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studying sync.js to (start) to understand how Zotero does synchronization

This morning I was studying how Zotero performs synchronization among libraries distributed in different Firefox profiles via Zotero sync server. Specifically, I printed out /extension/tags/1.5-sync3.5/chrome/content/zotero/xpcom/sync.js to decipher some off its workings. My goal wasn't to understand all the code, which gets pretty complicated, because of the complexities of things like conflict resolution. Rather, my focus is on how collections and items are serialized.

Here are couple of things I figured out:

  • When you hit the sync button, you invoke Zotero.Sync.Runner.sync
  • Because I hadn't seen the use of __defineGetter__ and __defineSetter__ in the Zotero 1.0.7 code, I didn't realize that these functions are actually part of JavaScript 1.5 — but according to Defining Getters and Setters – MDC, "Prior to Firefox 3.0, getter and setter are not supported for DOM Elements. Older versions of Firefox silently fail. If exceptions are needed for those, changing the prototype of HTMLElement (HTMLElement.prototype.__define[SG]etter__) and throwing an exception is a workaround. "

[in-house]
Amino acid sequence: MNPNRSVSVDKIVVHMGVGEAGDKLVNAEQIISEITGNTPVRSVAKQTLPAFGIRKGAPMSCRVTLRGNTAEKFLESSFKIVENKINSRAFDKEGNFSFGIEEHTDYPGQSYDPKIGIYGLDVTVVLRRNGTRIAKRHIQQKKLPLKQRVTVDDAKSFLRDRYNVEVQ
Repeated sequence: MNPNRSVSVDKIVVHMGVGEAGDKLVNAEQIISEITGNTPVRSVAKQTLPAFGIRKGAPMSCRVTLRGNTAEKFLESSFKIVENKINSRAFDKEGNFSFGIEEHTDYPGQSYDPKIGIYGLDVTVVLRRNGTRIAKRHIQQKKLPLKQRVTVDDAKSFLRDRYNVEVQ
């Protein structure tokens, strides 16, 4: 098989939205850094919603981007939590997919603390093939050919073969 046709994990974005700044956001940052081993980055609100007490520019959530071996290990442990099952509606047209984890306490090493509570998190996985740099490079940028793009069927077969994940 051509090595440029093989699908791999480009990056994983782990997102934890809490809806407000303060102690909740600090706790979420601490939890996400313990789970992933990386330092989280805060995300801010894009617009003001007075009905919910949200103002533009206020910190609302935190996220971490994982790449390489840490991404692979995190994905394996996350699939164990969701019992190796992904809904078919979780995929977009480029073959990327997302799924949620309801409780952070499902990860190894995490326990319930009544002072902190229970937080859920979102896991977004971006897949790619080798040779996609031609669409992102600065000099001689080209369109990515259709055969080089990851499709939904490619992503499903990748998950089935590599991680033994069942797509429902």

• Zotero.Item.prototype.serialize is worthwhile studying for how to package up Zotero items in preparation for serialization (to, say, XML)
  • sync.js was the first time I had seen the use of [ E4X] to process XML in JavaScript. ("E4X is implemented (at least partially) in SpiderMonkey (Gecko's JavaScript engine) and in Rhino (JavaScript engine written in Java)."
  • Zotero.Sync.Server.Data..itemToXML shows how Zotero items are serialized to XML interpreted by the Zotero sync server.

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